Battery and Ultracapacitor Modelling and Experimental Identification
In practical applications, electrochemical batteries and ultracapacitors are typically modeled by equivalent electrical circuits, which describe the dominant battery/ultracapacitor voltage/current phenomena. Fig. 1a shows the battery equivalent circuit model, which comprises the so-called quasi-static battery model, and the model of electrolyte polarization effects. The quasi-static model includes two series-connected voltage sources denoting the battery open-circuit voltage Uoc and the electrolyte polarization effects symbolized through the “polarization” voltage Up. The resistive power losses are described by equivalent resistances, where R0 may denote the battery terminal resistance, while R1 and R2 correspond to battery internal resistive losses for charging and discharging, respectively (where “ideal” diodes denote charging or discharging operation). The aforementioned battery model parameters are typically SoC-dependent (SoC is the battery state-of-charge), and may also depend on the battery charging/discharging current. The polarization voltage dynamics are modeled by a parallel resistive-capacitive (RC) circuit fed by the battery current ib. On the other hand, ultracapacitor modules comprising a number of cells in a series-parallel configuration, can be modeled by a lumped-parameter series RC circuit comprising the equivalent capacitance Cu and series resistance Ru, as shown in Fig. 1b. Since cell voltage is subject to rather stringent limitations (cell voltage should be kept below 3 V), the individual cells within the ultracapacitor module need to be equipped with a charge balancing system. The effect of cell-balancing intervention can be represented by the equivalent resistance Rb connected in parallel to the “ideal” series RC circuit utilized for modeling of the ultracapacitor module voltage and current dynamics (see Fig. 1b).
The results of step-by-step experimental identification of an automotive valve-regulated lead-acid (VRLA) battery are shown in Figs. 2 and 3. Figure 2 shows the resulting battery open-circuit voltage and battery charge capacity curves, which are recorded by using constant-current discharging tests. In the case of open-circuit voltage curve (Fig. 2a), the battery is periodically briefly discharged (under current control) by a relatively large current, followed by battery recuperation and voltage settling periods for at least 1 hour. On the other hand, the recording of battery charge capacity vs. discharging current dependence (Fig. 2b) is carried out by continuous battery discharging until it can no longer support the commanded discharging current Id. The battery capacity vs. discharging current points Qmax(Id) in Fig. 2b are then interpolated in the least squares sense, and the interpolation curve agrees very well with the data points (measurements) obtained by discharging tests. The battery internal resistance and steady-state polarization voltage identification experiments are carried out in the current control loop, wherein a relatively “fast” triangular (saw-tooth) signal is superimposed to a constant current reference in order to provoke low-magnitude battery current and terminal voltage perturbations. The resulting battery terminal voltage and current responses are then processed by means of a Kalman filter-based parameter estimator. The final results of steady-state battery parameter estimation over a wide range of battery operation are shown in Fig. 3.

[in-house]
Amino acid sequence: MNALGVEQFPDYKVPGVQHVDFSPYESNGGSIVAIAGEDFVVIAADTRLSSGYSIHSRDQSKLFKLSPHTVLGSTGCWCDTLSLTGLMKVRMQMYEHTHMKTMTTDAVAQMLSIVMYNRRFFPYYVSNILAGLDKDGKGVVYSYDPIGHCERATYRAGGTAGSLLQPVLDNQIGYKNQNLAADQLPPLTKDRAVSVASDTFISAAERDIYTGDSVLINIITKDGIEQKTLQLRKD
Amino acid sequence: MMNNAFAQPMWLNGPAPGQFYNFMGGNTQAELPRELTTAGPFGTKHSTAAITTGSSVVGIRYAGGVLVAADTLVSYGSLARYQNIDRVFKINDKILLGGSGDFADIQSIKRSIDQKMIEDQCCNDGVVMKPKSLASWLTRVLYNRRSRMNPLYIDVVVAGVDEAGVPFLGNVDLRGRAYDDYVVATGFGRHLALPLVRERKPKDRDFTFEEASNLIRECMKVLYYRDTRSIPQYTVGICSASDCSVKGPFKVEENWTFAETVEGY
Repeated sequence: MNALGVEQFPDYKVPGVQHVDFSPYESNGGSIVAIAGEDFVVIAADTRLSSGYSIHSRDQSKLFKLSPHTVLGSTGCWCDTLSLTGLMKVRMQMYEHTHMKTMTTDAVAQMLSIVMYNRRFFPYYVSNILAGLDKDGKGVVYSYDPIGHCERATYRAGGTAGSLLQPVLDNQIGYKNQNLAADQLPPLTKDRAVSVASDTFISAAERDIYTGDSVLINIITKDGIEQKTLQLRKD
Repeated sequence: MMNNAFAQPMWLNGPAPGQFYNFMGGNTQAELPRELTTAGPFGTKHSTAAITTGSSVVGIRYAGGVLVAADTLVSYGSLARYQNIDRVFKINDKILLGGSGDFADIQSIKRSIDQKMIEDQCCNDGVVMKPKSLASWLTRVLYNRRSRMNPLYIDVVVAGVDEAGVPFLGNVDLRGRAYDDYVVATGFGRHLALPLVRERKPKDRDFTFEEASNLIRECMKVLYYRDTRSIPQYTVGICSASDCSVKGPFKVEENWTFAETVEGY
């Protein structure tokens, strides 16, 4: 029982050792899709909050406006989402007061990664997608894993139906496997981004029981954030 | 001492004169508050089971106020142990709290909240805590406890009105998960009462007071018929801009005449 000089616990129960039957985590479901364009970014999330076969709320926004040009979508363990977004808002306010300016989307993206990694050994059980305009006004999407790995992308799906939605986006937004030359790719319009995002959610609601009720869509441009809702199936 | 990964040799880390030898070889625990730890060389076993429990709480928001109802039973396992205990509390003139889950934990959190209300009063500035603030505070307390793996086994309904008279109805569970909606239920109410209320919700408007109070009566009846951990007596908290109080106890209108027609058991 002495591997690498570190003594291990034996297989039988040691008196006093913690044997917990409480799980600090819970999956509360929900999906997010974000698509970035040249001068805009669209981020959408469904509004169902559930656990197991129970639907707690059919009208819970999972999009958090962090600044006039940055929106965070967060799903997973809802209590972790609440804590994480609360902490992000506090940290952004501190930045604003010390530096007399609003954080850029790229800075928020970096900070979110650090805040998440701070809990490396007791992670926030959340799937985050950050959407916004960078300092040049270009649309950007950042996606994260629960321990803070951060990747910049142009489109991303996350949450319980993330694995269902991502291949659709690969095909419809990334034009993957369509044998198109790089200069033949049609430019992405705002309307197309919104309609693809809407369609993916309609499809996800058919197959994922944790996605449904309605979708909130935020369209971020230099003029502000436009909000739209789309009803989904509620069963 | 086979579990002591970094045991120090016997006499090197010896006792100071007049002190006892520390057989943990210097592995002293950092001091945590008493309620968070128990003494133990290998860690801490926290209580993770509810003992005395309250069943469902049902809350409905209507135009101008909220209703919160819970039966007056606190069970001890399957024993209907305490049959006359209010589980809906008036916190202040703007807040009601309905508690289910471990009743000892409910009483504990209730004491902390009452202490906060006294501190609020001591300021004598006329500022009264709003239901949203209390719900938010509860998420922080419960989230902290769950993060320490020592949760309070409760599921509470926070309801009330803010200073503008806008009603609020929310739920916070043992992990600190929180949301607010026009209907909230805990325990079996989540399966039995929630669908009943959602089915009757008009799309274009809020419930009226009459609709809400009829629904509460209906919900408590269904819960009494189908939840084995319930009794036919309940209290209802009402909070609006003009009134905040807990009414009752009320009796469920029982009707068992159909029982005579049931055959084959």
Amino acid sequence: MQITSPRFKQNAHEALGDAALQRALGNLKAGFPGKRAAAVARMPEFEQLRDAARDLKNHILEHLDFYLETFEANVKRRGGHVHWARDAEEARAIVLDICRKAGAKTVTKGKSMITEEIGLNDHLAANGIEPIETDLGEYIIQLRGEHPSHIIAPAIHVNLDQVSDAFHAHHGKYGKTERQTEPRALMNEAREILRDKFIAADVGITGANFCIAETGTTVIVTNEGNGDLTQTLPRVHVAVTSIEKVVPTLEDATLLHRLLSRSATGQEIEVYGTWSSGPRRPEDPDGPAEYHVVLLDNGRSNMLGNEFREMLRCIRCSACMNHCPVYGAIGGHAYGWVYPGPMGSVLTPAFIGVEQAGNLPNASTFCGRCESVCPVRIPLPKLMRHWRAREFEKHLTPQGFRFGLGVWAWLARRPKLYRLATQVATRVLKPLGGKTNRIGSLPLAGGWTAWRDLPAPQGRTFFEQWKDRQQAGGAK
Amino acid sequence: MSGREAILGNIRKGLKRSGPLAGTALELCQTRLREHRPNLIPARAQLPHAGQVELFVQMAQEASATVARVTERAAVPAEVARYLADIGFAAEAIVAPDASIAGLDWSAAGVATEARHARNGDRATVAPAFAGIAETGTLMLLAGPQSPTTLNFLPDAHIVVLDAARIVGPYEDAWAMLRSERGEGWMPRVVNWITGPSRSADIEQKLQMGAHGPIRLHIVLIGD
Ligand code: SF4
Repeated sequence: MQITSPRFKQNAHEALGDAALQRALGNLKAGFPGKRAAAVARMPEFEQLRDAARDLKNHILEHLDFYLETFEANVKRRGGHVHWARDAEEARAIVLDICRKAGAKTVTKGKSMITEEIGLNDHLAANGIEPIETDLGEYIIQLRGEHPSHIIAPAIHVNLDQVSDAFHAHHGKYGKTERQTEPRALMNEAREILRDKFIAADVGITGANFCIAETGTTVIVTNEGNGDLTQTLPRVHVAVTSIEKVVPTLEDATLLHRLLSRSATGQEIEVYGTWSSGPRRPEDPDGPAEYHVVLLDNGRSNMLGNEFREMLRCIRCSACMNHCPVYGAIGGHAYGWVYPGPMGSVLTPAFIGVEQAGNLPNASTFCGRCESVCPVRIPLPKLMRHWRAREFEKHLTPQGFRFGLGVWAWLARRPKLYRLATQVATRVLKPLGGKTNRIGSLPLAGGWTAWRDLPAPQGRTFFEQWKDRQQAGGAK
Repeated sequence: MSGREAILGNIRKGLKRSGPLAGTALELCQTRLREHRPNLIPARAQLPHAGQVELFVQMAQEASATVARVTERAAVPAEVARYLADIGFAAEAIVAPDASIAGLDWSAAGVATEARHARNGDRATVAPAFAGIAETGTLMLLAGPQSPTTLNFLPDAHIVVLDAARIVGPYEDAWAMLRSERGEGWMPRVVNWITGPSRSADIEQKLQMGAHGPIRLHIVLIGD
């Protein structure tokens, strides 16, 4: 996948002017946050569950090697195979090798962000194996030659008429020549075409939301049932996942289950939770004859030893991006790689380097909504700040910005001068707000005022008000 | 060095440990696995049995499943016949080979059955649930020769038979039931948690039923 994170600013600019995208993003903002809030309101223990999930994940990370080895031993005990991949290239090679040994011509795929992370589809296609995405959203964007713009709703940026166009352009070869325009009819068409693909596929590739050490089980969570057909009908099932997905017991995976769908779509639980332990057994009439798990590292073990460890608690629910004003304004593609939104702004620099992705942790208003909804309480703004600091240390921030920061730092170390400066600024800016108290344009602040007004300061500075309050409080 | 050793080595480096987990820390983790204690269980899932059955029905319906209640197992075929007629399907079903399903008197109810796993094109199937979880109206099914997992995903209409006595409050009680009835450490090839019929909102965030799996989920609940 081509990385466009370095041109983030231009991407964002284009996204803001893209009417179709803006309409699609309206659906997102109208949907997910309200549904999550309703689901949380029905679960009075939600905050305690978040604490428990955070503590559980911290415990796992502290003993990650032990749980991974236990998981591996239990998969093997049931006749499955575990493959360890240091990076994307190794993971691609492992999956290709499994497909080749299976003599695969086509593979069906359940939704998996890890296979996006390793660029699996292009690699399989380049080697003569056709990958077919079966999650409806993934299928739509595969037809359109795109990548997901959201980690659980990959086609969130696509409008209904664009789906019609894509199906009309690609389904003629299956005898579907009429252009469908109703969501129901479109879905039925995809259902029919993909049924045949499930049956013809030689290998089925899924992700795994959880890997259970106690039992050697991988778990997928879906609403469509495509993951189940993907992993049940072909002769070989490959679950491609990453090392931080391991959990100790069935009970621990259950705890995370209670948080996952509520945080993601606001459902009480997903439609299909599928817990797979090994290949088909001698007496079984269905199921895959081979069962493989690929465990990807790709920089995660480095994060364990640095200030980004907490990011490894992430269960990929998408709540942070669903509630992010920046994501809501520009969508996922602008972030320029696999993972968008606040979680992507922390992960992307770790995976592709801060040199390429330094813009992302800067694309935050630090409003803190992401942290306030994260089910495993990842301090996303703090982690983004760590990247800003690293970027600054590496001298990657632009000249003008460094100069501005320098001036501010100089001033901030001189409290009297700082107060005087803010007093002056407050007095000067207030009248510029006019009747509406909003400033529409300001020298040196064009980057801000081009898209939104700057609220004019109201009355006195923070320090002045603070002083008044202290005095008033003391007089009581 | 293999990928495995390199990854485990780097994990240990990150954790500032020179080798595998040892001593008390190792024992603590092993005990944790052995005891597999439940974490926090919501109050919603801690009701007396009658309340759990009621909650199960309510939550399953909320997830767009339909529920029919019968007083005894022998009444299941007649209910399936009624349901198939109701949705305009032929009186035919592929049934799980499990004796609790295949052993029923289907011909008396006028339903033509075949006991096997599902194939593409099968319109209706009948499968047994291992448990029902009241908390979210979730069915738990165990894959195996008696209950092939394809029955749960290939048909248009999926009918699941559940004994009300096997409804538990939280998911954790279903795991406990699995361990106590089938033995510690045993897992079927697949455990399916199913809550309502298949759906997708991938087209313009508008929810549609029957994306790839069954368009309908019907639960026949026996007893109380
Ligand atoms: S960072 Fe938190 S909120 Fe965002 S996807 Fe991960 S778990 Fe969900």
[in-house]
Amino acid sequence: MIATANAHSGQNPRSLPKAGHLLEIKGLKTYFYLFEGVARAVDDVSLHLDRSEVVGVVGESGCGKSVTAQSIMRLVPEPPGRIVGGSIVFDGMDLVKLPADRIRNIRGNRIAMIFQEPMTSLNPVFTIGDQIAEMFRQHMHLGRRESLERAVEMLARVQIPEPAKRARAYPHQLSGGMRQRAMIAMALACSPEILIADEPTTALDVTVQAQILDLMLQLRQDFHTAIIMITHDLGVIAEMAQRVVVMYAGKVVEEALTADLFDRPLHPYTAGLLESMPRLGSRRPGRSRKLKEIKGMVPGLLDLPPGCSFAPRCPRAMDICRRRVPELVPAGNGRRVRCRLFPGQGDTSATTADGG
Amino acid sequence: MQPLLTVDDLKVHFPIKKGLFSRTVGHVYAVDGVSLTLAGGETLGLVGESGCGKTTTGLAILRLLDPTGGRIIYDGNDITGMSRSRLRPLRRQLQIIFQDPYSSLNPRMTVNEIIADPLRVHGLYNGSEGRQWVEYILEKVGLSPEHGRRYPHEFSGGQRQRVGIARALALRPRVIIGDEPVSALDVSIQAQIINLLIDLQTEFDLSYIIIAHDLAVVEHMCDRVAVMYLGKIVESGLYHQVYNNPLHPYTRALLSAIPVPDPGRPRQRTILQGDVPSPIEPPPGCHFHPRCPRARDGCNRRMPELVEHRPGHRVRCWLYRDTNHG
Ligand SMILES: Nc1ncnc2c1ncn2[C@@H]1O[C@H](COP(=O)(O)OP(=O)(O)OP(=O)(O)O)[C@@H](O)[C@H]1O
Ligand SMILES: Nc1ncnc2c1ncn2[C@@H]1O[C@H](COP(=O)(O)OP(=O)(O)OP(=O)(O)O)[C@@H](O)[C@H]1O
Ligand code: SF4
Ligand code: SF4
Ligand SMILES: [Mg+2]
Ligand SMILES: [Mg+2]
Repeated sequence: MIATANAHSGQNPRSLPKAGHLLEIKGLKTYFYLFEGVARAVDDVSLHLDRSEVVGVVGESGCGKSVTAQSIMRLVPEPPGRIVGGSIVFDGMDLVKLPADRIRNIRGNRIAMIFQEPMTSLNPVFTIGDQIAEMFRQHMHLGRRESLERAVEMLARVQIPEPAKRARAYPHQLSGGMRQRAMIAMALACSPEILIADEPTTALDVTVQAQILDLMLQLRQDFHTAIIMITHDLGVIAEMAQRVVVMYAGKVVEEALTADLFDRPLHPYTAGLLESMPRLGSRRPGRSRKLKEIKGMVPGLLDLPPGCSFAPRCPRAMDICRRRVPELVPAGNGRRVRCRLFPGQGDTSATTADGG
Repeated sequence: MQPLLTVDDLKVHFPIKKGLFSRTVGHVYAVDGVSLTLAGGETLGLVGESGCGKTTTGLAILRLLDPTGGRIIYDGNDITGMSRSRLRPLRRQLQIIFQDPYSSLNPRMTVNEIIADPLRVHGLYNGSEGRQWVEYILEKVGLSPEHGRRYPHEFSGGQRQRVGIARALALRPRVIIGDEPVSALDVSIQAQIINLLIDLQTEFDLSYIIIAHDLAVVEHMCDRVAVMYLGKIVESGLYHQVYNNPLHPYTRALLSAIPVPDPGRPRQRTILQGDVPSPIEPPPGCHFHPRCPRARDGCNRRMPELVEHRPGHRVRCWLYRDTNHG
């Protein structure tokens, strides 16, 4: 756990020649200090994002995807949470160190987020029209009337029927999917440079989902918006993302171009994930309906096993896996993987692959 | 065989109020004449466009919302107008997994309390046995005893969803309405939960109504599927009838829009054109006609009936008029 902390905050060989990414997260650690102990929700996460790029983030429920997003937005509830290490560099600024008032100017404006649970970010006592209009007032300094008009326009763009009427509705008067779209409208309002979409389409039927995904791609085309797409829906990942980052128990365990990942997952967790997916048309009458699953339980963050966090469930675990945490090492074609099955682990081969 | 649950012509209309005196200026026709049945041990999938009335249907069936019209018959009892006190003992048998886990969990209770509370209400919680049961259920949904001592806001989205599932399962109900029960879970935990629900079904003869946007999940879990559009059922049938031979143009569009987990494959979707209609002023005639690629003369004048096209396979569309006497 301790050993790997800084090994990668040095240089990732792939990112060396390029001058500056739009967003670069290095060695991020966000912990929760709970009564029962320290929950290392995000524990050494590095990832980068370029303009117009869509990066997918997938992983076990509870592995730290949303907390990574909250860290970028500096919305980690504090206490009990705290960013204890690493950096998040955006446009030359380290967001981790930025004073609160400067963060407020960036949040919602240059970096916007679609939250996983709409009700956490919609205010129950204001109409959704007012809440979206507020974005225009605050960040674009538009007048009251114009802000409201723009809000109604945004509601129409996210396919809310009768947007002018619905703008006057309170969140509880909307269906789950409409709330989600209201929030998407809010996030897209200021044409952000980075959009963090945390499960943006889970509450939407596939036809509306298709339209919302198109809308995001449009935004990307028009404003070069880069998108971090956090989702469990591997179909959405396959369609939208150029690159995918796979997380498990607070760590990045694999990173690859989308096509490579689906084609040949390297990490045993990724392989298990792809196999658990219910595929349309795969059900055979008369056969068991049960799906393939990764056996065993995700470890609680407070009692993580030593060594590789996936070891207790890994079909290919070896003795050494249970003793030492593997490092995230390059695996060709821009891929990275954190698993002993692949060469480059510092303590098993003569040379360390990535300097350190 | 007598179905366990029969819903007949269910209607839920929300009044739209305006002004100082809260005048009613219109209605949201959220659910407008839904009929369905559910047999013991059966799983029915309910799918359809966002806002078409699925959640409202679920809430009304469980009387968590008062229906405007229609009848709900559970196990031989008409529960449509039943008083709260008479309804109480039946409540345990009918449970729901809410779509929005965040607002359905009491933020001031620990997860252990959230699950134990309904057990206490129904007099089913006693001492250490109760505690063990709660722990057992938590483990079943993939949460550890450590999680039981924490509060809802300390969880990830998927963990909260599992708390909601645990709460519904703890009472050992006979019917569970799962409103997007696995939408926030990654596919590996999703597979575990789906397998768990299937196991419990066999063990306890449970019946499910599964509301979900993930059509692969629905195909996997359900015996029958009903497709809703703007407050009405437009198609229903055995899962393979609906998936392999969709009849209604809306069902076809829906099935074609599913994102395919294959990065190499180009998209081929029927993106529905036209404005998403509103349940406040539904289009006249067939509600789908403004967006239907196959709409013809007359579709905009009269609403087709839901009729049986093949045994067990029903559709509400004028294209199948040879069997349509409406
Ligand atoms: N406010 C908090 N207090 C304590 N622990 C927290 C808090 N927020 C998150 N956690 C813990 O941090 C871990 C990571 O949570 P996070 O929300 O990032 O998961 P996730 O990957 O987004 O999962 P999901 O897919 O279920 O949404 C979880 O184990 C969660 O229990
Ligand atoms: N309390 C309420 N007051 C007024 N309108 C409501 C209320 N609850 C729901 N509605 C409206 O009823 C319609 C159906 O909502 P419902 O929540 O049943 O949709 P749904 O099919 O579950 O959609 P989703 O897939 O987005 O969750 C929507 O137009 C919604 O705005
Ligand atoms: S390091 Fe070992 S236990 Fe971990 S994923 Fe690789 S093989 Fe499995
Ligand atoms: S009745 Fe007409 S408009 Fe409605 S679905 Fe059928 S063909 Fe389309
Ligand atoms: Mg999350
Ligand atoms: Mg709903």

The ultracapacitor module equivalent capacitance Cu can be estimated by means of charging/discharging experiment shown in Fig. 4a. The resulting capacitance vs. voltage curve for the 22.2F/24V ultracapacitor module is shown in Fig. 4a, wherein a certain increase with the ultracapacitor terminal voltage can be observed. This phenomenon is primarily attributed to the internal charge distribution processes within ultracapacitor cells. Alternatively, the parameters of the constant-parameter ultracapacitor module model can be estimated based on the identification of equivalent discrete-time ARX process model by using the least-squares (LS) identification approach. Identification of ARX process model is performed within closed current control loop (for safety reasons), wherein a triangular (saw-tooth) current profile has been applied (Fig. 4b). The final results of equivalent RC circuit parameter estimation are also shown in Fig. 4b.
The estimated parameters of the battery and ultracapacitor equivalent electrical circuits are used to build the corresponding simulation models which are then validated against experimental data recorded on the battery/ultracapacitor test setup. Figure 5a shows the comparative experimental responses and battery simulation model results for the case of pulsed-current profile. The battery model is able to track the experimentally-recorded battery terminal voltage profile rather well, even though the battery voltage during idling (ib = 0) is characterized by a rather slow settling (“creeping”) towards the open-circuit voltage value. Moreover, the obtained final Uoc value (at the end of experiment) closely matches the anticipated Uoc value from simulation. The results of ultracapacitor model validation are shown in Fig. 5b, wherein the ultracapacitior simulation model has been implemented with the previously-recorded capacitance static curve (see Fig. 4a) and constant-valued series and parallel resistances Ru and Rb (shown in Fig. 4b). The comparative simulation and experimental results for the case of constant charging and discharging show that rather good tracking of the experimentally-obtained ultracapacitor terminal voltage can be obtained over a wide range of ultracapacitor operation.